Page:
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Thursday
Mar292018

When Speech is Hypocritical

Definition of Freedom of Speech:  “the right to express any opinions without censorship or restraint.”

One of the benefits of our technological age is the ability to post and promote ideas on the Internet and on social media. The downside is that there is now more pressure to conform to the norms of society. Today the presiding thought on guns is that they are bad, and if you don’t agree with those who either want to limit their purchase or eliminate them all together, your values are eschewed. How many times have you seen someone say or post something where in a day or two they are apologizing for their comments? Pressure from any opposition has made us afraid to say anything that could cause a disagreement or be accused of offending some group or person. It makes everyone pause to evaluate that our communication is not offensive speech. When did our right to speak our minds become politically incorrect? When did our right to freely speak our values and principles become an object of hate? Why can a young person like David Hogg speak his mind and it is celebrated as changing the world, while at the same time a person like Franklin Graham is condemned for speaking his mind about the Bible and truth? How come late night comedians can say anything they want in their mission to degrade our President and it is celebrated as free speech, while President Trump’s speech is usually seen as hate speech?  The one word that should come up more often in our conversations, as Americans should be the word hypocrisy.

Our lives are filled with hypocrisy, from the politicians in our governing bodies, to the lives of the people we work with, to our own family members who say one thing and do something different. It is hard to stay true to what we believe anymore because of the various ways we get influenced to change. Our speech is the easiest to be influenced and it takes a lot of discipline to correct its direction and filter its content. To believe it is wrong to gossip about someone, and then in the next breath we become hypocritical by speaking unkindly about someone, is a common occurrence with most of us.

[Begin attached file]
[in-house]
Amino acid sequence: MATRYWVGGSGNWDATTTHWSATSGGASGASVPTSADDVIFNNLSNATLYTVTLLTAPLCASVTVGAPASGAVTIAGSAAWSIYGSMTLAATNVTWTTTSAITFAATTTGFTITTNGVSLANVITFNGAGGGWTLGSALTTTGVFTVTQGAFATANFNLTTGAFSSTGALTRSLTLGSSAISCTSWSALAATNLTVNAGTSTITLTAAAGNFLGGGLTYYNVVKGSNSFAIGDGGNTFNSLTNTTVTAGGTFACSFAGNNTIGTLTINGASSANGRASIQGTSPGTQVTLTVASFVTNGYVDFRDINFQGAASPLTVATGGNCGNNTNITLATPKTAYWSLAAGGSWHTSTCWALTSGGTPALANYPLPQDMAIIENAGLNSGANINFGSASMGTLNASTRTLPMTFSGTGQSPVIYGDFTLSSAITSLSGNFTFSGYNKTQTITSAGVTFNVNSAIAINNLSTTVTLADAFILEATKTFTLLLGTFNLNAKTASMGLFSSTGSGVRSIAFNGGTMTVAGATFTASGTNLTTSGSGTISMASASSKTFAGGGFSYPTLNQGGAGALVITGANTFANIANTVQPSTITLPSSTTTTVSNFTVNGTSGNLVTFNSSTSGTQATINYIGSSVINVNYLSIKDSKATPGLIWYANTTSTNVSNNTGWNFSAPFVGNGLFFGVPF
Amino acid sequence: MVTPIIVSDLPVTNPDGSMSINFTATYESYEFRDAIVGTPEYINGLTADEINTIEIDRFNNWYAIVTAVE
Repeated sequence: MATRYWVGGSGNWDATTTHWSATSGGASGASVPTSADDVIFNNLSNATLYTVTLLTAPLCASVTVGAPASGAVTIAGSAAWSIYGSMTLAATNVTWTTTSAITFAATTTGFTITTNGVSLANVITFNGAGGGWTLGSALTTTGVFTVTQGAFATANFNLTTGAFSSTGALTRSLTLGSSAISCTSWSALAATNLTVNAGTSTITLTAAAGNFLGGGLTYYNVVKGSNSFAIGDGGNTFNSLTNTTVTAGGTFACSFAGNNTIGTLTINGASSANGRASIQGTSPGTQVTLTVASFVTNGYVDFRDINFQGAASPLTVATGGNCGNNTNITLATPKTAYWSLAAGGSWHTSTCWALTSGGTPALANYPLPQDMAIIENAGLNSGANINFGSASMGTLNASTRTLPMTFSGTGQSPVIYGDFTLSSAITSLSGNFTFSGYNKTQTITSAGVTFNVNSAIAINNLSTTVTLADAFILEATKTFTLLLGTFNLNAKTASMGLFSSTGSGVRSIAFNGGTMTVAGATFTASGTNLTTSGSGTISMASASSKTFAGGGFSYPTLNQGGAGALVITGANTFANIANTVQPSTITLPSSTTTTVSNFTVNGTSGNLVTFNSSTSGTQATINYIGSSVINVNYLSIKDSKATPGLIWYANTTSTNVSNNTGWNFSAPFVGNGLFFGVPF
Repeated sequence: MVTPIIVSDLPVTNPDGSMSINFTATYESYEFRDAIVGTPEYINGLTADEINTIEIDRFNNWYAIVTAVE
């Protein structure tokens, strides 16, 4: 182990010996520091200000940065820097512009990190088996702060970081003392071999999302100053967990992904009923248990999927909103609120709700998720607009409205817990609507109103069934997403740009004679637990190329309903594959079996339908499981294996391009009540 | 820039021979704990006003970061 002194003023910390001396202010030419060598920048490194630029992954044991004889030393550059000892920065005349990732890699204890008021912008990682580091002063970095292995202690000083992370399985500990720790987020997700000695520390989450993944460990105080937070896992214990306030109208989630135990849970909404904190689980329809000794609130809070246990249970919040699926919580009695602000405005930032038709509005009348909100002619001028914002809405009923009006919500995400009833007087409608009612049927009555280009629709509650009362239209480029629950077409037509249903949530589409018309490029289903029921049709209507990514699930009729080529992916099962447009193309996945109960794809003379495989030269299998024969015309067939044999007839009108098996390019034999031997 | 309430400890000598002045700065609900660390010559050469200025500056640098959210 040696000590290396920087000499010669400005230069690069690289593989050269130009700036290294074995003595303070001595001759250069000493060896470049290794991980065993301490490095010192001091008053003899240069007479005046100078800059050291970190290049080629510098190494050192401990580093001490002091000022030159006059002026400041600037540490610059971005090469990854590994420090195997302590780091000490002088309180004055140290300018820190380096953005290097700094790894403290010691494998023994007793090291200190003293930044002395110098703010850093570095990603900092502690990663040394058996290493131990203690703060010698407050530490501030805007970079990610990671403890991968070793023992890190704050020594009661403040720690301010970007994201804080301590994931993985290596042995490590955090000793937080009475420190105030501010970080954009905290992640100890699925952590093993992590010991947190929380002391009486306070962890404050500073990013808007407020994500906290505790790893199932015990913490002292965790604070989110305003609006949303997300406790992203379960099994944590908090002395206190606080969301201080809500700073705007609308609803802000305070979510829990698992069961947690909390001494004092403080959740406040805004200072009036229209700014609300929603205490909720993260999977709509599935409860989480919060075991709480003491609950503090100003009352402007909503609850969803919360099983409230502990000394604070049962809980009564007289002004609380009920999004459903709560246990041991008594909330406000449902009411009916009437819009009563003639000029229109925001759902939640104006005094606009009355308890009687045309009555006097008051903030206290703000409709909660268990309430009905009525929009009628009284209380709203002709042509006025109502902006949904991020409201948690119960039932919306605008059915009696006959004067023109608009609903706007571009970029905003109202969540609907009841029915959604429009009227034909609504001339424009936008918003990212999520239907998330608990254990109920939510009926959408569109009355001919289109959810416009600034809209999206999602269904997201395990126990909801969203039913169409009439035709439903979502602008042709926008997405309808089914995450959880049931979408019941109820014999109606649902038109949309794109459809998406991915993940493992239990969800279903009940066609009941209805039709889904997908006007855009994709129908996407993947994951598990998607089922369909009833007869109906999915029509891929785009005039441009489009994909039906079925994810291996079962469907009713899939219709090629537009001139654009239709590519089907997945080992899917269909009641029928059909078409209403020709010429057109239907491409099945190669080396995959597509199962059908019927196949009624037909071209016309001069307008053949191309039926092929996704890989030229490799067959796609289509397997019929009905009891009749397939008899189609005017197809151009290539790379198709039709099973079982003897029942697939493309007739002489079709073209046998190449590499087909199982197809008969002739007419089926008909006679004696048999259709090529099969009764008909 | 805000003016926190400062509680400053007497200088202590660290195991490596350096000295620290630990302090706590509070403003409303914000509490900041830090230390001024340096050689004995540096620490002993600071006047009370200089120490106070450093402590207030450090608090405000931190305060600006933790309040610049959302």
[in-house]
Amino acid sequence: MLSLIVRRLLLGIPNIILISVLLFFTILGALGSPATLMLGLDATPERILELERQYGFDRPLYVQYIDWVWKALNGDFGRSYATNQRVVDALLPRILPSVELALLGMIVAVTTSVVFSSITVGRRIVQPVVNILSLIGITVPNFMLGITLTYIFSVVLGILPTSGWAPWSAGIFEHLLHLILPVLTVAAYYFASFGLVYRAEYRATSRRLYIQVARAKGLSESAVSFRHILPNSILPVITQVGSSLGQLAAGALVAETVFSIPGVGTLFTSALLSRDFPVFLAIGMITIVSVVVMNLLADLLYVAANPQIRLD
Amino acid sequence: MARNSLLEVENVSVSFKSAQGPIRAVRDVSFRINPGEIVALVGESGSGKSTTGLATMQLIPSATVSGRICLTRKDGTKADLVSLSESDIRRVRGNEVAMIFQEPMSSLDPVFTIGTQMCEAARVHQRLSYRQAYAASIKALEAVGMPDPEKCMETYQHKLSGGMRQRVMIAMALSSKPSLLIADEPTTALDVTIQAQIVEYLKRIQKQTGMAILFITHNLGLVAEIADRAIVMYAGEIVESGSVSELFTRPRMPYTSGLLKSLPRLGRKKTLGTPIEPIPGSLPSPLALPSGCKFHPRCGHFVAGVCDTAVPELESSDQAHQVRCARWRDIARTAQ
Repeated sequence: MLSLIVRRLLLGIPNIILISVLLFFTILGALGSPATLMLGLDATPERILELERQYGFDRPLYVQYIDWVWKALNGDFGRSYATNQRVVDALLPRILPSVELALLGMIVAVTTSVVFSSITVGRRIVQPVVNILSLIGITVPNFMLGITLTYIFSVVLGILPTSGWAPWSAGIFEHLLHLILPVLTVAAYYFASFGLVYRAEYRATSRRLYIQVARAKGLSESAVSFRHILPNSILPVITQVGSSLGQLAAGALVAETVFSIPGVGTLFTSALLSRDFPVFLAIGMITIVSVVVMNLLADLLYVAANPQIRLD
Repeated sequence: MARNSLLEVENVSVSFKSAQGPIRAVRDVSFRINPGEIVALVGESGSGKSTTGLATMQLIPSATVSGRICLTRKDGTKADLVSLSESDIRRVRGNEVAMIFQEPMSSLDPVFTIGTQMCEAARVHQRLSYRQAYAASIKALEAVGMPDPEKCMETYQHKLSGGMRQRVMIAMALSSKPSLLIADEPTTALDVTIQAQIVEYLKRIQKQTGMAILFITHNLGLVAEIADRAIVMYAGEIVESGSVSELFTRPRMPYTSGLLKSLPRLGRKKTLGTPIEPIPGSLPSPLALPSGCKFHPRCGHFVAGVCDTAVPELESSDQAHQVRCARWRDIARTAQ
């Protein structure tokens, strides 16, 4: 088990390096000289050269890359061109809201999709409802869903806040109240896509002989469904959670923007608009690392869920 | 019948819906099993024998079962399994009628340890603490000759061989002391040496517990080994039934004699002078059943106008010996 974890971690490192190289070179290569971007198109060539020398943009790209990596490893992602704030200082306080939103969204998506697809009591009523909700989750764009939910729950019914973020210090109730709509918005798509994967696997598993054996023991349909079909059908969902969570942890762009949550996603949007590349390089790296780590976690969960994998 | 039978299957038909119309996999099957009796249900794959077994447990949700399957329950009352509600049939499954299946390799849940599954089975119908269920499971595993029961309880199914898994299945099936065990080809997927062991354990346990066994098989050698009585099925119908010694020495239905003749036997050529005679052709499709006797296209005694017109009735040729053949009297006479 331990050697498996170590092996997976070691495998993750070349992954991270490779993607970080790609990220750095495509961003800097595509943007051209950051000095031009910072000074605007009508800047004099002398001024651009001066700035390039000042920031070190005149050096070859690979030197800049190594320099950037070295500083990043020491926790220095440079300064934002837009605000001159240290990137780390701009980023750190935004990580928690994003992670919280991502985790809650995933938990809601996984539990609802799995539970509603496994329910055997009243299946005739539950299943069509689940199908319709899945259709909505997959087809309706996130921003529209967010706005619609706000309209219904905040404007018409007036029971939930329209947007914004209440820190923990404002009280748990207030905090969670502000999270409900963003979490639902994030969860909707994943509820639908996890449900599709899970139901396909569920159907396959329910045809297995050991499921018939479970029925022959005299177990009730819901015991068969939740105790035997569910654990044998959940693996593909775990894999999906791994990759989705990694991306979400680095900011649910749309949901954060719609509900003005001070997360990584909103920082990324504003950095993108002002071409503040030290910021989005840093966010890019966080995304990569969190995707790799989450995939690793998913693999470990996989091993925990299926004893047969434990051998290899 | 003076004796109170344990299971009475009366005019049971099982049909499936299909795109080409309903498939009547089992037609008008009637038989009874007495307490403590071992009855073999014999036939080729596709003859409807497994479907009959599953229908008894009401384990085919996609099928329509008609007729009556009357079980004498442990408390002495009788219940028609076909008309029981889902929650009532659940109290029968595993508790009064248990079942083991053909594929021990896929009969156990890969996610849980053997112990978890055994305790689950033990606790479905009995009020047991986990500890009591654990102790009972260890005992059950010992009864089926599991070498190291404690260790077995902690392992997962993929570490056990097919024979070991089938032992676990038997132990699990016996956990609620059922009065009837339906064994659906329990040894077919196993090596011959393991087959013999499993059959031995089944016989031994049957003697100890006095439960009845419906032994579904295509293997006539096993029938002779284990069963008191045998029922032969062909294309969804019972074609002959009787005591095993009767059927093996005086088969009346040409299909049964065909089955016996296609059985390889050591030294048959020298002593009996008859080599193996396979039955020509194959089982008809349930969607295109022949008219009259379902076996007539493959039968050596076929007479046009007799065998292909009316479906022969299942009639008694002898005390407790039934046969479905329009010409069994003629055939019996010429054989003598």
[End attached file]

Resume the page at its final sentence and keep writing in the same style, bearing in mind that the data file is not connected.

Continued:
This oftentimes happens in our spiritual lives as well. We are told by Jesus we need to pray for people who persecute us and are in opposition to our values as Christians. Yet, most of the time we are complaining about this opposition rather than praying for those who are doing the opposing.

Jesus said, “Love your enemies and pray for those who persecute you” (Matthew 5:44). He also said, “Do good to those who hate you, bless those who curse you, pray for those who abuse you” (Luke 6:27–28).

Let’s be honest. We all have our moments of being hypocritical. Let’s go one step further. I was asked today about how to love our political opponents when we know their character and their worldview is utterly wrong morally, spiritually, and is hypocritical. I think the point is that we love people in the same manner of speaking as God does. He does not have more love for a Republican than He does for a Democrat. Some policies of either party may be more Biblical than the counterpart, but that does not influence how He loves or forgives us, regardless of our political persuasion. That may not rest well with some of you, but love has to work in the worst situations, with the worst people, or it is not love. Forgiveness has to work for the worst horrendous offenses or it doesn’t work at all. This is where that word hypocrisy becomes so much more relevant. We are more prone to being hypocritical when the pressure is on and we are faced with loving a liberal, or forgiving the arrogance of the ungodly.

Let us not waver or be influenced by others or the culture, whether it is in how we commit to something or the manner by which we speak. Let us be influenced by God and allow Him to convict us about staying true to what we know is morally and spiritually right.

Matthew 5:37  "Let what you say be simply ‘Yes’ or ‘No’; anything more than this comes from evil."

Keeping it honest and truthful….K

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